This was the first reflight for a Block 5 Falcon 9 booster which was previously used in May to launch Bangladesh’s Bangabandhu-1 satellite. Following successful stage separation the booster landed on the Autonomous Spaceport Drone Ship, Of Course I Still Love You.
This was the 60th flight of Falcon 9, 13th with flight proven booster and the 28th landing.
This morning SpaceX completed their 14th launch of the year and second of the week with the successful deployment of another 10 Iridium Next satellites. This was the second launch of the morning coming just 14 minutes after the Arianespace launch, however, the mission completed first due to the shorter coast phase before deployment.
Launching from their Vandenberg launch site the Falcon 9 lifted off at 07:39 am EDT. This was the third launch of the upgraded Block 5 variant of the Falcon 9, despite some heavy wind sheer in the Pacific ocean the booster successfully landed on the Autonomous Spaceport Drone Ship Just Read The Instructions.
During this launch, SpaceX also attempted to recover one half of the payload fairing on their ship Mr. Stevens. Unfortunately, due to the wind sheer in the Pacific, they were not able to recover the fairing this time.
This was the 59th Falcon 9 launch and 27th landing.
Today my family and I were able to see our first live rocket launch with the successful liftoff of the Falcon 9 carrying the Dragon Spacecraft to orbit for SpaceX’s CRS-15 mission to the International Space Station.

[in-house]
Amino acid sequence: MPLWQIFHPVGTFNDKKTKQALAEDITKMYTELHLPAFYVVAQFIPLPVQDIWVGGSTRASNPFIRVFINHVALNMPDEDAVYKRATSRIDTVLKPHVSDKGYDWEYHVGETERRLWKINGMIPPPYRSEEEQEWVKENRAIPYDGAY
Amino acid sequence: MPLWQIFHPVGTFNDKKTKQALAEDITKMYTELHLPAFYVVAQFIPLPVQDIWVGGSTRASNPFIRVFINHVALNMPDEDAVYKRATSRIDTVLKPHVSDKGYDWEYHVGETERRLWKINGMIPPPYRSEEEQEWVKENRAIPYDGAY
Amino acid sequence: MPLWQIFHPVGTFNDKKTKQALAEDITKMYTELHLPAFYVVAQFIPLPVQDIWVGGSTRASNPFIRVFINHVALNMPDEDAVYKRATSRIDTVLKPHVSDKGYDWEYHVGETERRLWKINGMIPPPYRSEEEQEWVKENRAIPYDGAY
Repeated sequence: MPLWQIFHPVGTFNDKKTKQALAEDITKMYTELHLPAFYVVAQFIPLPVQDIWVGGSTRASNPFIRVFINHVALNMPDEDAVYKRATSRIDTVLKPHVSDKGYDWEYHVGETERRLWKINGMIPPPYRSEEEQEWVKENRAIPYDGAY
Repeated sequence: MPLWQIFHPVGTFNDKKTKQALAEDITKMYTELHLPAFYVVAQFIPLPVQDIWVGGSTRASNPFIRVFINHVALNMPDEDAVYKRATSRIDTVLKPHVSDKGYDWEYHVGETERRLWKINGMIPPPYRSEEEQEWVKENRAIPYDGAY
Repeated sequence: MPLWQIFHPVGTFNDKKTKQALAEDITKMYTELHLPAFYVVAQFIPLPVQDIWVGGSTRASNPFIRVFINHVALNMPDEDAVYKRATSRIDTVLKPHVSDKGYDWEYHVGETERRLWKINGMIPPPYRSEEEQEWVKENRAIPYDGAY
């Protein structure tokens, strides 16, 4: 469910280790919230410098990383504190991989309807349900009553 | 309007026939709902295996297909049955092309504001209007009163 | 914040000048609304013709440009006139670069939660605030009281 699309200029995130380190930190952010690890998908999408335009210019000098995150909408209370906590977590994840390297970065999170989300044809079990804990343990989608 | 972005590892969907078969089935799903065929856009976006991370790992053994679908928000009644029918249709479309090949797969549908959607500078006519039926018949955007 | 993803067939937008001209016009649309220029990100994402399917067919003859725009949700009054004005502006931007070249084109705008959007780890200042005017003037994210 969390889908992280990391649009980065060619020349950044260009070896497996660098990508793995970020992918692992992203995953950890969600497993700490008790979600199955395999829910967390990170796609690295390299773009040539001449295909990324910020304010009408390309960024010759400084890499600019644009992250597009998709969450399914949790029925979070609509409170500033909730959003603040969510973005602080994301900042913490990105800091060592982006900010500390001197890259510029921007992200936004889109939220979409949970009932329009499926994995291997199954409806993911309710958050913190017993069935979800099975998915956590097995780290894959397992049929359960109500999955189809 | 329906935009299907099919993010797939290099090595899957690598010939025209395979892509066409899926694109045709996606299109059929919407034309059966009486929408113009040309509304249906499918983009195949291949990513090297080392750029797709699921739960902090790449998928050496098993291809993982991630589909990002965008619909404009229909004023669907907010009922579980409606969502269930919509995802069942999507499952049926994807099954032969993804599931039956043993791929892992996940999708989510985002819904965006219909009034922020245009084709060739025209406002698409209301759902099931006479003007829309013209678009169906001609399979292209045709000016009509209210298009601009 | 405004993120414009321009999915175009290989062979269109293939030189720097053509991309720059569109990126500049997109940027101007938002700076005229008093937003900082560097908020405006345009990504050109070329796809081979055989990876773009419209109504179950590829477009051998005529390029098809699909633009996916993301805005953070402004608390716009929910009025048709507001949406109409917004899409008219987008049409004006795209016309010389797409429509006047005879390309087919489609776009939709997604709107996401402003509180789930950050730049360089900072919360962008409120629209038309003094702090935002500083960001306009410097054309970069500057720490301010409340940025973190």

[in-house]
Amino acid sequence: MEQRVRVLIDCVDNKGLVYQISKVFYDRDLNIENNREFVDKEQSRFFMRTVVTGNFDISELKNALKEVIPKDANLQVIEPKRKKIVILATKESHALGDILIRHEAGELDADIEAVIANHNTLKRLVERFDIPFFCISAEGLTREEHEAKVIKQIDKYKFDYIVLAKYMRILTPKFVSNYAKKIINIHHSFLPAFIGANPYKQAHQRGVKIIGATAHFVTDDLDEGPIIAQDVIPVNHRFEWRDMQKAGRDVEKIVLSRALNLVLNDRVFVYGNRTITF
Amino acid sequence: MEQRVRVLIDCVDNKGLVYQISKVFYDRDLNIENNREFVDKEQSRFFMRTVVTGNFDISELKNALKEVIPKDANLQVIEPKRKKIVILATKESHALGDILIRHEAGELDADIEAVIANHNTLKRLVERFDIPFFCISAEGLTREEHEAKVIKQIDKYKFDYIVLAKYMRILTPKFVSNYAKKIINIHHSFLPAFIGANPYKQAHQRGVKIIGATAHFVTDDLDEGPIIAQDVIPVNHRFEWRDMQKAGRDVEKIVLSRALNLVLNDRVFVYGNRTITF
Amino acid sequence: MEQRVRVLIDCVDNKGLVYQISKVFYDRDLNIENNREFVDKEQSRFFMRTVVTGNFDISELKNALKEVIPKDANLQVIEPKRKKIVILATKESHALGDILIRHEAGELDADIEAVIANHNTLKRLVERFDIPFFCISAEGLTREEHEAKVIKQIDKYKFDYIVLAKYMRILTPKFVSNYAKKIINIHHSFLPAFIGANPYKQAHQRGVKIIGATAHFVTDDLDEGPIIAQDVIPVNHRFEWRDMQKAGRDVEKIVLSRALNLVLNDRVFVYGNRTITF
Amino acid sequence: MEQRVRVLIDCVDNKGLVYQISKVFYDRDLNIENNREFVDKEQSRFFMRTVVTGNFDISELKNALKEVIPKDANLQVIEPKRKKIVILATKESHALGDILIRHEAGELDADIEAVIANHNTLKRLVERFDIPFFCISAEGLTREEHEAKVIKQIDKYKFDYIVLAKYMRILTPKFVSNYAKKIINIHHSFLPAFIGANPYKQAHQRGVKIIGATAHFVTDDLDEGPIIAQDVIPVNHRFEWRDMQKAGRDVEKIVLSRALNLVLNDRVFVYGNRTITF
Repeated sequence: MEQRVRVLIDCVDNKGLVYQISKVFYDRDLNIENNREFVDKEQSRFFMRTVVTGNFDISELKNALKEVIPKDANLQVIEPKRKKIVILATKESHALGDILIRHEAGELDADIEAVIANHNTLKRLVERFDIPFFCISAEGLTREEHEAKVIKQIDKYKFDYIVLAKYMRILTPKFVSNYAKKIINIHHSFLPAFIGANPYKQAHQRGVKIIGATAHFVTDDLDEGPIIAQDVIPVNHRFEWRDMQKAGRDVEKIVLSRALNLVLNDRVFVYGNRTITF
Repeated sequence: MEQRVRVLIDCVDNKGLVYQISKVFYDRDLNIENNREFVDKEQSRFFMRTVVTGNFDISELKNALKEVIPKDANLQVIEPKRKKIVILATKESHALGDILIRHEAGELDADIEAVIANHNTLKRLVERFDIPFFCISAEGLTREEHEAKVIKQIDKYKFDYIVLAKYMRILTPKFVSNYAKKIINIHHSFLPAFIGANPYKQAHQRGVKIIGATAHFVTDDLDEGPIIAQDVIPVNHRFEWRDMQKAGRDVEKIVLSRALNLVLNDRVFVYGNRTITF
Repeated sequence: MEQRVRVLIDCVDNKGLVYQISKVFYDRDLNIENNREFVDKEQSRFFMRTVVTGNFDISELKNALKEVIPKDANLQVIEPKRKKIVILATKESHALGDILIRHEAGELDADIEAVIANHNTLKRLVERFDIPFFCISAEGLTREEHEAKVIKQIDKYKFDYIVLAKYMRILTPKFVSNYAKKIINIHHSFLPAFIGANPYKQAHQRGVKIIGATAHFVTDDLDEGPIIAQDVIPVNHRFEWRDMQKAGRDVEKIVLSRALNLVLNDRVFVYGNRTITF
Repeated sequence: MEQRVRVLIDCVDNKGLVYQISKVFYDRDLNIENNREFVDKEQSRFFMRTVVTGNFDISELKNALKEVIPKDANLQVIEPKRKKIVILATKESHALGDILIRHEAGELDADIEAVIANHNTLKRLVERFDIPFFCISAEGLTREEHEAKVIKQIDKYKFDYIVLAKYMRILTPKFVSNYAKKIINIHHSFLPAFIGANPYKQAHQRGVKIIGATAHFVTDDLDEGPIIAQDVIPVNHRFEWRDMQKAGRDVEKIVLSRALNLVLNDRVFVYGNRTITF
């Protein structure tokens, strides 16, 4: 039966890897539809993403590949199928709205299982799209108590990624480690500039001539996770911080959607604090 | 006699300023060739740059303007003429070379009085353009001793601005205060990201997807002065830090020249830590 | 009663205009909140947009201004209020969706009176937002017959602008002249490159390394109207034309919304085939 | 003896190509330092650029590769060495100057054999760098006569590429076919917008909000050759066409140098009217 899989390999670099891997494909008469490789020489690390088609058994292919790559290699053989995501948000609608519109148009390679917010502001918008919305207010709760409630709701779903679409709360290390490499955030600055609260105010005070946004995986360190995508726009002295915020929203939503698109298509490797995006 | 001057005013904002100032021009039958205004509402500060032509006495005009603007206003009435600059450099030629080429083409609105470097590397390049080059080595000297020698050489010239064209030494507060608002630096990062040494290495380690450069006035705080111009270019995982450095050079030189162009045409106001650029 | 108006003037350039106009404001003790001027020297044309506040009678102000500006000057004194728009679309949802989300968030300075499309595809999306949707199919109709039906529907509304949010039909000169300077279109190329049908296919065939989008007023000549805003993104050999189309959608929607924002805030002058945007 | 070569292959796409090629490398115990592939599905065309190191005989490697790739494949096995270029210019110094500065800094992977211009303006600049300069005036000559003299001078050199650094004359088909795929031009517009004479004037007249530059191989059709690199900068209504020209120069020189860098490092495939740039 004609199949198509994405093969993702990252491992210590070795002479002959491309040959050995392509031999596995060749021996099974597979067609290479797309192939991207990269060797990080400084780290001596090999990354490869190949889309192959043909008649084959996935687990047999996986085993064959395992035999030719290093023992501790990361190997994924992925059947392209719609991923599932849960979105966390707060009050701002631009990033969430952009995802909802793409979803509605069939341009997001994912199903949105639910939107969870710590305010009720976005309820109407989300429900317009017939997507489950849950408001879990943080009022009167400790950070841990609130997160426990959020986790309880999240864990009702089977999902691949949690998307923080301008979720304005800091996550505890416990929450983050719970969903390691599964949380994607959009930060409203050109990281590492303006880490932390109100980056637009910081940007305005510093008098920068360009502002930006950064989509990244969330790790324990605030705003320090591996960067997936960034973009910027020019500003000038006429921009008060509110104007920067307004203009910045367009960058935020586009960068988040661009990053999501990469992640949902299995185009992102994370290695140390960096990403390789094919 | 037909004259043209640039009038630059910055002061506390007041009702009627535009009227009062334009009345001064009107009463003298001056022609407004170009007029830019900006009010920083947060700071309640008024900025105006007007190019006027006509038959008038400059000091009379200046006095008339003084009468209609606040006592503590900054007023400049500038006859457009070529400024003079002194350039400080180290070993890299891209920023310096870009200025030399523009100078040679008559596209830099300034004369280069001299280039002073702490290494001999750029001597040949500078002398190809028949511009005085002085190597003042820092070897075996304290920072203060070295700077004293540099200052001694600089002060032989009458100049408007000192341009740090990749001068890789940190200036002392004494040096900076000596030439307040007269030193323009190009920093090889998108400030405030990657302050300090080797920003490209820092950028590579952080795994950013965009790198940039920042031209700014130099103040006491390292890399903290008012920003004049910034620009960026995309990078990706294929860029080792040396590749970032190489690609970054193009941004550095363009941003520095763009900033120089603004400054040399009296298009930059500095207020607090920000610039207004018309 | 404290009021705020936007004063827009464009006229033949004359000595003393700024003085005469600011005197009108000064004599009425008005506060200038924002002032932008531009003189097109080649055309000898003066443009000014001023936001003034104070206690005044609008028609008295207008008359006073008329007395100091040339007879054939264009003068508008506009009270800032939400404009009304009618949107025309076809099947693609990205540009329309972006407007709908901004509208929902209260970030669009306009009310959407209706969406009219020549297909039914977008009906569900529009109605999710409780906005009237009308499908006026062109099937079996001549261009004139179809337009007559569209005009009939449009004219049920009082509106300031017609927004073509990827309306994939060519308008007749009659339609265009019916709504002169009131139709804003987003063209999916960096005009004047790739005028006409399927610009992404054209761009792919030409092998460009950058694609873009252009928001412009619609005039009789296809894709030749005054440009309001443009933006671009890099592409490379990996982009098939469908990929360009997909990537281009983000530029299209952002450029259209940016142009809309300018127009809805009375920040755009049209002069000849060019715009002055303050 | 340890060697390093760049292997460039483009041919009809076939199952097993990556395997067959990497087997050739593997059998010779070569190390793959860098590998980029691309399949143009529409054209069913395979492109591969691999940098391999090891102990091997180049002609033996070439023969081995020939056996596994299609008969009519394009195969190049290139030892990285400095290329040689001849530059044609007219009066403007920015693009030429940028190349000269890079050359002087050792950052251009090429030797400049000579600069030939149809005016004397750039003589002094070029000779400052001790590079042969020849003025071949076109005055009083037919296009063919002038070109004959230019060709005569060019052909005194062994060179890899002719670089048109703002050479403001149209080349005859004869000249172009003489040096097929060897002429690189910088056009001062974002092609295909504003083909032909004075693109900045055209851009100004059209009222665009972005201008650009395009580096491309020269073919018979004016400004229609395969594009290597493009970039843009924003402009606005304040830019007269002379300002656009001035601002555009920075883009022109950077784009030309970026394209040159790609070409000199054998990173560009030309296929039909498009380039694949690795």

Originally the plan was to get up a 2 in the morning and drive from Davenport, FL to Titusville, FL to watch the launch, however, my wife decided that we should stay in Titusville on Thursday night so that we only needed to drive a few minutes to get a location to view the launch.
We decided to watch from nearby the Max Brewer Bridge as there was plenty of available space along the road. While we waited I attempted to take some pictures of the Vehicle Assembly Building which was directly across the water from where we stood, however the Nikon D50 camera that we currently own wasn’t able to handle it well. Thankfully once the rocket actually launched I was able to get some pictures on the camera. Our kids also had their phones and took some amazing pictures which I have included below.
While I have watched most of the launches online over the years to experience it live for the first time was definetly worth the effort of getting to the launch and I would strongly recommend anyone who hasn’t had the opportunity to do so.
Early this morning SpaceX successfully launched the SES-12 satellite, the launch was originally scheduled for May 31st but was delayed to allow SpaceX additional time to check the rocket’s second stage to ensure mission success.
The nine Merlin 1D engines came to life at 12:45 am EDT following a smooth countdown and propelled the payload to orbit, this was the 11th launch of the year for SpaceX. There was no attempt to salvage the first stage which had been flown on a previous mission to boost the Airforces X-37B spaceplane. The payload fairings where set to be picked up from the ocean once they had landed as the catcher boat is still station off the West Coast as they perfect the process of catching them.
To date, SpaceX has launched 55 Falcon 9’s, 13 of them reused.